Maxwell’s in-laws don’t take kindly to the idea of Fran adopting their grandchildren.

Written by Jayne Hamil | Directed by Peter Marc Jacobson

My choice for this season’s Most Valuable Episode (MVE), “Sara’s Parents” is Six’s most effective half-hour example of how the recent coupling, and marriage, of Fran and Maxwell can create drama that’s still related to the series’ premised “situation.” Its story introduces Maxwell’s former in-laws (Diane Baker and George Coe) — the kids’ grandparents — who come for a visit and automatically don’t take to Fran, not only because she’s so different from Sara and everyone else affiliated with their wealthier, higher-class world, but also because she’s the literal replacement for their daughter. This is a natural conflict that one would expect from this circumstance — a “modified family” with a stepmom instead of a biological mother — and this script smartly tailors its existence to the present season by adding in the wrinkle of Fran’s plans to adopt the children. That prospect was introduced in the previous year, and its callback here suggests some welcome continuity that helps revive the series’ strained aesthetic realism and makes this a show well-rooted in the unique particulars of The Nanny — both with the inclusion of Sara’s eponymous parents, and with the explicit narrative acknowledgement of how Fran’s “modified family” is continuing to evolve in this era. In that regard, only a sitcom like The Nanny could do this storyline and that’s why I celebrate it — this is the excursion that feels most entrenched in the series’ “situation,” and this year’s, specifically.

04) Episode 129: “Maggie’s Boyfriend” (Aired: 10/28/98)

Maxwell and Fran have different views when Maggie wants to move in with her boyfriend.

Written by Rick Shaw | Directed by Peter Marc Jacobson

Rounding out the superior month of October 1998, where every aired offering truly has some intelligent way to involve the premise now that its two leading players have enjoyed a shift in their centralized dynamic, this installment is predicated on both Fran and Maxwell’s contrasting ideas of parenting, which emphasizes their differences as individual characters — a juxtaposition that highlights just how well-defined the show naturally built them to be. Accordingly, although this entry is really designed to start the arc of Maggie’s eventual engagement and marriage, it’s supported by an examination of its two leads, whose opposing perspectives have come into even more direct conflict since Fran has gone from the kids’ nanny to stepmother, with even more of a say now in their upbringing.

05) Episode 130: “I’m Pregnant” (Aired: 11/04/98)

Maggie fears she may be pregnant.

Written by Ivan Menchell | Directed by Peter Marc Jacobson

This outing launches a handful of unfortunate pregnancy-focused stories, beginning here with Fran learning she’s expecting… only to find out in several weeks, after a health scare, it was a false positive. But since she’s now sure she wants kids, conceiving becomes her mission… and what do you know? That’s exactly what she does… just in time for a TV-perfect May Sweeps finale where she gives birth. All of that is the kind of traditional narrative tripe that sort of supplants genuine character-driven storytelling in Six, and I don’t enjoy it. However, I do enjoy this introduction to the idea, largely for the fake-out of Maggie’s possible pregnancy and Fran’s attempts to keep the news from Maxwell — which, again, speaks to their different parenting ideals — and there’s a great physical centerpiece where the ladies try to sneak around with the pregnancy test. (Nora Dunn guests in the recurring role of Fran’s doctor.)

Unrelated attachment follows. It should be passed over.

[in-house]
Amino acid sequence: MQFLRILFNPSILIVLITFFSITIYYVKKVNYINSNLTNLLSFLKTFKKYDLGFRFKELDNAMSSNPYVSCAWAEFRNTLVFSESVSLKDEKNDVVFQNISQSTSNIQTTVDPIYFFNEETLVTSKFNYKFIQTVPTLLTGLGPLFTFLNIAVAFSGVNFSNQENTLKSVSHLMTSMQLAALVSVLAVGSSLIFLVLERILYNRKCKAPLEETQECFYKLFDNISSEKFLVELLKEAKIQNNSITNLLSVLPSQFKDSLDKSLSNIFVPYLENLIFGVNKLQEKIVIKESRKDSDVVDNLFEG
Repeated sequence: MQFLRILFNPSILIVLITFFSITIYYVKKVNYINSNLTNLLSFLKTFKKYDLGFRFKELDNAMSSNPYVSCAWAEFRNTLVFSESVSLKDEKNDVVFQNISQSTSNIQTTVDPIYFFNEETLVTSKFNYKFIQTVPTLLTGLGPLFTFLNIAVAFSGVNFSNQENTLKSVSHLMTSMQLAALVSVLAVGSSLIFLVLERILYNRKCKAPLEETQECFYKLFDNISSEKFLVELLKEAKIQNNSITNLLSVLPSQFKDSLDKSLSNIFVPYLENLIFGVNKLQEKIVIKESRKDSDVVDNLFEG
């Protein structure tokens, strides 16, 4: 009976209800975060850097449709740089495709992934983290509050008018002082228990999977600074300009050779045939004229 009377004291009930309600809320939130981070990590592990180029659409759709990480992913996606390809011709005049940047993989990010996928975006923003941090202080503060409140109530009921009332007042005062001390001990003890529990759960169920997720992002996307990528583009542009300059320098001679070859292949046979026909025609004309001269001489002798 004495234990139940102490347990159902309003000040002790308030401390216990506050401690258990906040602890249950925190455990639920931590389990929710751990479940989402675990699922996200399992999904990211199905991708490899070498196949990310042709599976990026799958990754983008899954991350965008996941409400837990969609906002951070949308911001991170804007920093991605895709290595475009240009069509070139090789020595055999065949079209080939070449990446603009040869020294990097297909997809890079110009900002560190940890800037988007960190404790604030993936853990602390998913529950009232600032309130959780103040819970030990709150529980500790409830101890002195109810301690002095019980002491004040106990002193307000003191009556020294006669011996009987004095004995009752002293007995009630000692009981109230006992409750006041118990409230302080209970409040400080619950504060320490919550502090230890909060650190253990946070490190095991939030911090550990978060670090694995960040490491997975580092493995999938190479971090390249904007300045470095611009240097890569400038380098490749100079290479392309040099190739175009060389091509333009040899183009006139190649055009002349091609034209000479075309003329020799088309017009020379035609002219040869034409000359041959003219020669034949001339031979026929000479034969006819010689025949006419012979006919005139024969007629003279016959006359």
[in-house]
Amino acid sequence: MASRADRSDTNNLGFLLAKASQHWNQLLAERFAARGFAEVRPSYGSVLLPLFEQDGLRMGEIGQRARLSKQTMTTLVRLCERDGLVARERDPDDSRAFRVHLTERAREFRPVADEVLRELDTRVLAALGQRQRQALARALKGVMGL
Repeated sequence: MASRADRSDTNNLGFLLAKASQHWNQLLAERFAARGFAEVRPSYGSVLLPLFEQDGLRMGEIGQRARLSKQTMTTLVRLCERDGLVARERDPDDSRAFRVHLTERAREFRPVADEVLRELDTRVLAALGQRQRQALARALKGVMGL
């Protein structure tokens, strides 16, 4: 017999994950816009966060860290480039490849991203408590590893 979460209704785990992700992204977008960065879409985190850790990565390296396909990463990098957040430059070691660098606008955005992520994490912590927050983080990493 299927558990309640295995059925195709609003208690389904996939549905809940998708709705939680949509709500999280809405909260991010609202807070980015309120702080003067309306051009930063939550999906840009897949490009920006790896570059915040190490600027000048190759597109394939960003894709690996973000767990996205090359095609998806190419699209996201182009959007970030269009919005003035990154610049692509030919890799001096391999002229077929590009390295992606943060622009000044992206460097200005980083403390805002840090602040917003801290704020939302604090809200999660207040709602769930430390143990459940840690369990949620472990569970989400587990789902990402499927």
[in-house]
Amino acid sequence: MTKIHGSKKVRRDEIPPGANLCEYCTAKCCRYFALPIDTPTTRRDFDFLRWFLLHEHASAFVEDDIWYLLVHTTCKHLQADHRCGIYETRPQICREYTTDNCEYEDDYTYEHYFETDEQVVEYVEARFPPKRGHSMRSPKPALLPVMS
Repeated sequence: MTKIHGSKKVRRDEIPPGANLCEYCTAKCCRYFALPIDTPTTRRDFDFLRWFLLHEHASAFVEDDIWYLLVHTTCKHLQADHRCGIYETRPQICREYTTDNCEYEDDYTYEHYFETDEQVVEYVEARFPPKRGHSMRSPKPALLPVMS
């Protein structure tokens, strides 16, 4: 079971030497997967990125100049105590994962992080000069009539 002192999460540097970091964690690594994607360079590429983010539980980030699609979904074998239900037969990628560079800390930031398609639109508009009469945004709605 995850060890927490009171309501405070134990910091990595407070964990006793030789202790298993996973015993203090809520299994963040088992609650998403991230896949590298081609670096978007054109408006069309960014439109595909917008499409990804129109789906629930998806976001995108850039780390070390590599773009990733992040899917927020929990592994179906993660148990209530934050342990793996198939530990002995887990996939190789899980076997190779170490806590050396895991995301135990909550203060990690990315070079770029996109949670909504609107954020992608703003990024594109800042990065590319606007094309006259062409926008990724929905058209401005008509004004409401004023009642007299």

06) Episode 135: “The In-Law Who Came Forever” (Aired: 01/06/99)

Sylvia and Morty move into the Sheffield house — indefinitely.

Teleplay by Rick Shaw | Story by Danny Passman, Michael Scalisi, & Rick Shaw | Directed by Peter Marc Jacobson

Over the years, Renée Taylor’s Sylvia has grown into quite the cartoon — with her large appetite becoming the primary source of her comedy — and this has rendered her, along with most of Fran’s family, an overused gimmick not well-invoked via the “situation” (i.e., how her persona is an extension of Fran’s, clashing with the Sheffields). But this final season does a better job of letting her seem a little more multi-dimensional, highlighting other aspects of her characterization, like her natural inclination to “mother” — and even though that means aggrandized “smothering,” it really adds some human value when it’s applied to Maxwell, who never got very much love from either of his parents (particularly his mom) and thus enjoys receiving it now from this live-in guest. It’s a classic reversal of expectations — we expect her to annoy him, since they’re both from completely different worlds — and the turnaround is great, especially because it’s well-supported by character. Also, Lainie Kazan makes her last appearance as Aunt Freida, yielding a memorable climax that adds to this installment’s overall appeal.

07) Episode 137: “The Yummy Mummy” (Aired: 02/03/99)

Brighton asks Fran to stop accompanying him on college visits.

Written by Cody Farley & Suzanne Myers | Directed by Peter Marc Jacobson